Interactive technologies have changed - and continue to change - our world. We are living in an era of transformation
driven by the Internet, hand-held computing, digital photography, interactive entertainment, and wireless communication
technologies. But such transformations are nothing new. Adoption of many technologies has transformed our
work, play, communication, and thought. It has also transformed our research and practice in the HCI community.
CHI 2002 will explore transforming technologies, looking back to the past and forward to the future. First, by reflecting
on past (and current) technologies, we seek a better understanding of questions like: Why do some technologies succeed
where others fail? How have economic and work conditions and leisure been changed? What roles have technologists,
entrepreneurs, legislators, lawyers, and citizens played? We will examine these issues especially as they have arisen as they
relate to HCI, a young field that will celebrate its 20th "birthday" at CHI 2002.
Second, we look forward, examining emerging technologies and involving us all in shaping their progress. As computer
and communications technologies progress from portable to wearable to implantable - and as the power and speed of
technology increases and the cost decreases - key HCI issues are raised.
We will ask: What role should HCI professionals play in the development and deployment of such profoundly transformative
devices and the socio-technical systems surrounding them? How can we ensure usability and a regard for personal
privacy? What is the role of the legal and political system - can they "keep up" with technology, or do sufficiently com-pelling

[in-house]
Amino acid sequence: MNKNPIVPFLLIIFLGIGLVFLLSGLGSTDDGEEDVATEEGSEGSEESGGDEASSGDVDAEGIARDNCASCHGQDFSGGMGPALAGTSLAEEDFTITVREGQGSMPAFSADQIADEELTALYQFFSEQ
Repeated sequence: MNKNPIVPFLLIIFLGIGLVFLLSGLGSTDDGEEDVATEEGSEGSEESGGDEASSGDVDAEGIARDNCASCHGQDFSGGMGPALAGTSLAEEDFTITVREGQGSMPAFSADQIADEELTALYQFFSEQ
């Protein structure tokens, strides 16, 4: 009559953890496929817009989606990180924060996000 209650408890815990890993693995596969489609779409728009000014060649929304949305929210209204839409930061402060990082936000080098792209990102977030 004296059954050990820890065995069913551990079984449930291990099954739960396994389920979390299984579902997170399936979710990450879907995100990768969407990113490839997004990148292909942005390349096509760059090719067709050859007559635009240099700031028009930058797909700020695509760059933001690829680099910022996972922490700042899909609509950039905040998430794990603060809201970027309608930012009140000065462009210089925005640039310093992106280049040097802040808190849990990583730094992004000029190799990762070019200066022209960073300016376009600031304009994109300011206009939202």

technologies simply push them aside?
Third, in addition to looking outward, we also will look inward to the practices of our community. We will be using
some of the emerging technologies to nudge the CHI conference in the direction of greater interactivity - turning attendees
into participants. Hundreds of people have signed up to use CHIplace.org, our interactive online forum, to exchange
ideas, offer suggestions, and preview conference content. If you haven't already done so, join us there now! As part of
CHI's increasing emphasis on issues of interest to designers and usability practitioners, CHI 2002 features the Practitioners
Special Track. Designers will present portfolios, usability professionals will reflect on the experiences they have gained
with usability methods in practice, and collaborative teams will work on a design challenge problem throughout the
conference, with all attendees invited to join in as observers and experimental subjects. In addition, CHI 2002 is proud
to announce a two-day forum, the CHI 2002|AIGA Experience Design Forum. Held in collaboration with AIGA, the
American Institute of Graphics Arts, this forum is open to anyone interested in design and human-computer interaction.
Loren Terveen, AT&T Labs-Research
Dennis Wixon, Microsoft
CHI 2002 Co-Chairs